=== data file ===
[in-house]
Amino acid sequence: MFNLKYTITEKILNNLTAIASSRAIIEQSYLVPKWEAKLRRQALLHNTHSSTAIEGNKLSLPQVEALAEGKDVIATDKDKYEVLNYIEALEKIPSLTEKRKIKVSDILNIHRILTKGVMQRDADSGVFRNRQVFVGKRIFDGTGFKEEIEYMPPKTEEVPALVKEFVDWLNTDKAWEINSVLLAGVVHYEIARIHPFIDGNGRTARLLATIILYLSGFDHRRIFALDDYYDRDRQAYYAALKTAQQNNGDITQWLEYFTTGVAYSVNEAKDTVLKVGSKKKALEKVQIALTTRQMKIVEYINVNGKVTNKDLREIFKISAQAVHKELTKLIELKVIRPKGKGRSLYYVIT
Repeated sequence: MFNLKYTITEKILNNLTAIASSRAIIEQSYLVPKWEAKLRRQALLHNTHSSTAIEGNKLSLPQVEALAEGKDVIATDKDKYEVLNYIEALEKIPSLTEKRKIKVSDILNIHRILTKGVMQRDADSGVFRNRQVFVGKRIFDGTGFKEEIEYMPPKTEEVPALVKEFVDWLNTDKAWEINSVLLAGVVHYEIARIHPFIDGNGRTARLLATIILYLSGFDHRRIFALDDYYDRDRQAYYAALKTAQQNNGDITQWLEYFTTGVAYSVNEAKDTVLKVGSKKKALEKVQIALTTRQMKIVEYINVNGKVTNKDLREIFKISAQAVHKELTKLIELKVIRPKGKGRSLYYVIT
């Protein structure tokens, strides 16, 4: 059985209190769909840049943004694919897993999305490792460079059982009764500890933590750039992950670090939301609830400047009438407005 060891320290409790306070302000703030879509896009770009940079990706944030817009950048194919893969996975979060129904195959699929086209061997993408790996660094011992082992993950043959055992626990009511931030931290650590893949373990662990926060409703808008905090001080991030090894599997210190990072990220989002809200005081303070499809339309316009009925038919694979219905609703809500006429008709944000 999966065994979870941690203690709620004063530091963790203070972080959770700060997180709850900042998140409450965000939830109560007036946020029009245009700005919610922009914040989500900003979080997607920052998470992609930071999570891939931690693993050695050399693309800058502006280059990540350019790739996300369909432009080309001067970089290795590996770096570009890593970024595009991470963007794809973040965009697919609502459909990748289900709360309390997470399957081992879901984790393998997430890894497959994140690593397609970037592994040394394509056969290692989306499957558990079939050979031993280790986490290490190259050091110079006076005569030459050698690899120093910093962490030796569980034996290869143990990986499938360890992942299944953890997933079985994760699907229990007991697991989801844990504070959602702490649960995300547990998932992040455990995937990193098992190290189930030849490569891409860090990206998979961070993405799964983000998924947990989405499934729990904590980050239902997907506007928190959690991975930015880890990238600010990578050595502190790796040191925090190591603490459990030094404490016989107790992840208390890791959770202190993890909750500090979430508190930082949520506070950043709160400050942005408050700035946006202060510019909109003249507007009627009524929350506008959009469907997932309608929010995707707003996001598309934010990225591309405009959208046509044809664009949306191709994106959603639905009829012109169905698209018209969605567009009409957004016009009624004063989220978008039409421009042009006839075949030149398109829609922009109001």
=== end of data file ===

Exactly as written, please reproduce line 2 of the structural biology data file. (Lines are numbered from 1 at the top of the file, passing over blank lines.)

Amino acid sequence: MFNLKYTITEKILNNLTAIASSRAIIEQSYLVPKWEAKLRRQALLHNTHSSTAIEGNKLSLPQVEALAEGKDVIATDKDKYEVLNYIEALEKIPSLTEKRKIKVSDILNIHRILTKGVMQRDADSGVFRNRQVFVGKRIFDGTGFKEEIEYMPPKTEEVPALVKEFVDWLNTDKAWEINSVLLAGVVHYEIARIHPFIDGNGRTARLLATIILYLSGFDHRRIFALDDYYDRDRQAYYAALKTAQQNNGDITQWLEYFTTGVAYSVNEAKDTVLKVGSKKKALEKVQIALTTRQMKIVEYINVNGKVTNKDLREIFKISAQAVHKELTKLIELKVIRPKGKGRSLYYVIT